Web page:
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AZ publishes new real-world safety data for COVID-19 vaccine Vaxzevria

Real-world data shows similar safety profile for Vaxzevria and mRNA-based jabs

AstraZeneca has revealed new real-world data in a bid to continue establishing the ‘favourable’ benefit-risk profile of its COVID-19 vaccine Vaxzevria.

Data from one real-world study, published as a pre-print on The Lancet server, contained analysis from over one million people assessing the incidence rates of the blood clotting disorders thromboembolism and thrombocytopenia, including very rare cases of thrombosis with thrombocytopenia (TTS), following vaccination with Vaxzevria or a mRNA-based vaccine.

This was then compared to expected rates in a general population and also in people with COVID-19.

According to AZ, the safety profiles of Vaxzevria and the undisclosed were similar and ‘overall favourable’, with cases of TTS disorders observed with both vaccines. AZ added that the incidence of rare blood clot disorders were in line with what would be expected in the general population and also lower than in those with COVID-19.

Although follow-up time was not sufficient to report rates after two doses of Vaxzevria, AZ also released additional data showing rates of TTS following a second dose of the vaccine are comparable to the background rate in an unvaccinated population.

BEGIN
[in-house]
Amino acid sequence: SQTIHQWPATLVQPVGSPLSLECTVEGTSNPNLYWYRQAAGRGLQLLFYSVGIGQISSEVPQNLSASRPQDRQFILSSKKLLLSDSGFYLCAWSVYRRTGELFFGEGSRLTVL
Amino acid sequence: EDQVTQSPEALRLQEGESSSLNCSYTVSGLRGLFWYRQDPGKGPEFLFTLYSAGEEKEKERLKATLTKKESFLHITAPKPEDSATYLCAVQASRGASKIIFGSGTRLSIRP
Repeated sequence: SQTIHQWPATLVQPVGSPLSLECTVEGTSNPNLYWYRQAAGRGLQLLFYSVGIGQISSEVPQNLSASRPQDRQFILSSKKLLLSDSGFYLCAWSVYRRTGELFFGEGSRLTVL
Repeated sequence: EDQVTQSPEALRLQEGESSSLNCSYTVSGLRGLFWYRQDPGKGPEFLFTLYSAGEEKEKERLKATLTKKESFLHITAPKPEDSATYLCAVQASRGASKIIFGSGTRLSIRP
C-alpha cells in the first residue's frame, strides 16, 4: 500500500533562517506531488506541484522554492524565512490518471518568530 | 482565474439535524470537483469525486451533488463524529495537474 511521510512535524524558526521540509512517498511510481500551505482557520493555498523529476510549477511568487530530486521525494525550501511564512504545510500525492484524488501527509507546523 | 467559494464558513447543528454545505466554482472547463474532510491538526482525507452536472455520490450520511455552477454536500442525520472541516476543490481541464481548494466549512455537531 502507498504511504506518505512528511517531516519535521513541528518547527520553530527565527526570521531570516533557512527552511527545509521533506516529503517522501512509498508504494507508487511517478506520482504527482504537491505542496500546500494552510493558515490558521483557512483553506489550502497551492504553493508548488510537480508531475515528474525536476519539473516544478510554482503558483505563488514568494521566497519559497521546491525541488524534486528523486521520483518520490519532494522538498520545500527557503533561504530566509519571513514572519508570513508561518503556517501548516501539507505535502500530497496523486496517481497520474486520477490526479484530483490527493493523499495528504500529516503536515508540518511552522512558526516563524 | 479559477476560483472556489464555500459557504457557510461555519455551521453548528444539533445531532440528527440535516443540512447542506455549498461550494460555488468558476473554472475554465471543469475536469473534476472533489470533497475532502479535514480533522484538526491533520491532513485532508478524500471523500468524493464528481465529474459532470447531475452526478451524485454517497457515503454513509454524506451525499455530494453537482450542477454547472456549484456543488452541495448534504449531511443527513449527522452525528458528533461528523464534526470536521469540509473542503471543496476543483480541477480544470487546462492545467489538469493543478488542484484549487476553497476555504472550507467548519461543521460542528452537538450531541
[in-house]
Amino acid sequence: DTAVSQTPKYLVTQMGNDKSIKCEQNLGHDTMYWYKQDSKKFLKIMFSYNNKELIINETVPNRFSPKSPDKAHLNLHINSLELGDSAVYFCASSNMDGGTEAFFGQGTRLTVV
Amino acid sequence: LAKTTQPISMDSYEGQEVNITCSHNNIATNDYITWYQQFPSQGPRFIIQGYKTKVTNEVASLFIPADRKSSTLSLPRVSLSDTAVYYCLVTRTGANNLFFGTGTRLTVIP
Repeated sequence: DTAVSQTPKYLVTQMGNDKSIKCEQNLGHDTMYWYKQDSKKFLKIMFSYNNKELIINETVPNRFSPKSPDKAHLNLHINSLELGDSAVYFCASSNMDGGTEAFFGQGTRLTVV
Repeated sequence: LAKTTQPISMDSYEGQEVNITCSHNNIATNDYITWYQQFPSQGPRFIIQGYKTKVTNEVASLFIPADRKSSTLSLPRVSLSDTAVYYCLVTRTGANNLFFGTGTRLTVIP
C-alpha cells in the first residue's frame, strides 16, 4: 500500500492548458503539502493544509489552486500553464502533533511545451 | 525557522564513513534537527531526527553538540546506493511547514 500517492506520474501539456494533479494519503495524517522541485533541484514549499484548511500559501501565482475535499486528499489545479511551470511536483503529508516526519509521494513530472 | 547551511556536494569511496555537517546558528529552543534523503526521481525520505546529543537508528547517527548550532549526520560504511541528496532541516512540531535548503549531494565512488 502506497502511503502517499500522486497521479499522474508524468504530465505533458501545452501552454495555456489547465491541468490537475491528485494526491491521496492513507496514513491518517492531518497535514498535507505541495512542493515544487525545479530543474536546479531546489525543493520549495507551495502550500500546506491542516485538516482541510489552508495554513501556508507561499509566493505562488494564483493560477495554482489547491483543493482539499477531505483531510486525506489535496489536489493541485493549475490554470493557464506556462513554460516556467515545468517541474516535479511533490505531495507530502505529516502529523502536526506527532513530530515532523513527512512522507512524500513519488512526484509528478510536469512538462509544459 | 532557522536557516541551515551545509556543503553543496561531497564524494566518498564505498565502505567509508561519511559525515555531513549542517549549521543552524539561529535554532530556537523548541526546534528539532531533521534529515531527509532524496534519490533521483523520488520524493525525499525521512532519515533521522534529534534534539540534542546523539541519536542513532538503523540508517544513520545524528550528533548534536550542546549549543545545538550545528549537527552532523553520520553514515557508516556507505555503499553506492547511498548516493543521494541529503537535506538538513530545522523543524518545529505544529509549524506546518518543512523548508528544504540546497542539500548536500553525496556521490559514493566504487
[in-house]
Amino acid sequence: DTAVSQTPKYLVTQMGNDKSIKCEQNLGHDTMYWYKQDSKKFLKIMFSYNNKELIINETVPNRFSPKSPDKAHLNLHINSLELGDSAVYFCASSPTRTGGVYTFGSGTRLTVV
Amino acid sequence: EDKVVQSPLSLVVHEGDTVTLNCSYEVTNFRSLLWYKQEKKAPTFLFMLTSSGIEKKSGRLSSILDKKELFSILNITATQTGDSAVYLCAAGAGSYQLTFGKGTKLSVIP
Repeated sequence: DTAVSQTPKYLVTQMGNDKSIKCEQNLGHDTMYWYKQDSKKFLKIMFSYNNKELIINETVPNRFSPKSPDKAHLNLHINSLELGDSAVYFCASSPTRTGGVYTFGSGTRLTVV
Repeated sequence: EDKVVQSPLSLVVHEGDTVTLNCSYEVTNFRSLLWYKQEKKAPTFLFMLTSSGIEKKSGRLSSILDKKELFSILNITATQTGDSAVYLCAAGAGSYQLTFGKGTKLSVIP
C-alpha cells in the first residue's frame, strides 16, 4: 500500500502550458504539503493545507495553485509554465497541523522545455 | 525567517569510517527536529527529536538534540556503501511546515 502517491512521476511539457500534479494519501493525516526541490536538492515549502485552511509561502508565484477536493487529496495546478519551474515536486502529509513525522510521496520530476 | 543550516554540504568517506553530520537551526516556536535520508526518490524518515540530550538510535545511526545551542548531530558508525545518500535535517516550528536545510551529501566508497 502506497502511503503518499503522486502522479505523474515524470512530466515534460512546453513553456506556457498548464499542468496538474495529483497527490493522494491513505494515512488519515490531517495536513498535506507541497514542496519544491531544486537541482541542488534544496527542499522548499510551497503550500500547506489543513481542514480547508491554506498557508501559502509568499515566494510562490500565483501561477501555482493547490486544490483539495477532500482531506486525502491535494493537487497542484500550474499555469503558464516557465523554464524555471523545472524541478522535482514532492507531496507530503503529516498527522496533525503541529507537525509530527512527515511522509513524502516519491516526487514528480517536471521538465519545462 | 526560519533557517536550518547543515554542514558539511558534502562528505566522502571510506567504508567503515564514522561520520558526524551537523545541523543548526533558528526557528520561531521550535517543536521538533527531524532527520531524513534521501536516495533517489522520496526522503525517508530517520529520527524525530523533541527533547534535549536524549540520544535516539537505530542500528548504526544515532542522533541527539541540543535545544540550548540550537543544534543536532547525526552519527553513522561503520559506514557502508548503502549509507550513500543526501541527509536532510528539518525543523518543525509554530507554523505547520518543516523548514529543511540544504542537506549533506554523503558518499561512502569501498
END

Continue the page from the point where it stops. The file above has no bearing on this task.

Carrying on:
The data, gathered using a global safety database, found the estimated rate of TTS following a second dose of AZ’s jab was 2.3 per million vaccinees, which was comparable to the background rate.

However, the rate jumped to 8.1 million vaccinees after the first dose, AZ added in a statement.

“This real-world study offers further evidence of the favourable benefit-risk profile of Vaxzeria and demonstrates the critical role all COVID-19 vaccines are playing in combatting the pandemic,” said Mene Pangalos, executive vice president of BioPharmaceuticals R&D at AZ.

Earlier this month, The Wall Street Journal reported that AZ, The University of Oxford and Johnson & Johnson, alongside outside scientists, are planning to conduct early research into the potential of modifications to their vaccines to reduce or remove the risk of rare but serious blood clots associated with the jabs.

AZ said it is “actively working with the regulators and scientific community to understand these extremely rare blood-clotting events, including information to drive early diagnosis and intervention, and appropriate treatment”.

According to data from both the UK and Europe, the rate of the rare blood clotting issue –  referred to by some scientists as vaccine-induced immune thrombotic thrombocytopenia (VITT) – is around one to two cases per 100,000 doses for the AZ vaccine.

Article by
Lucy Parsons

2nd August 2021

From: Research

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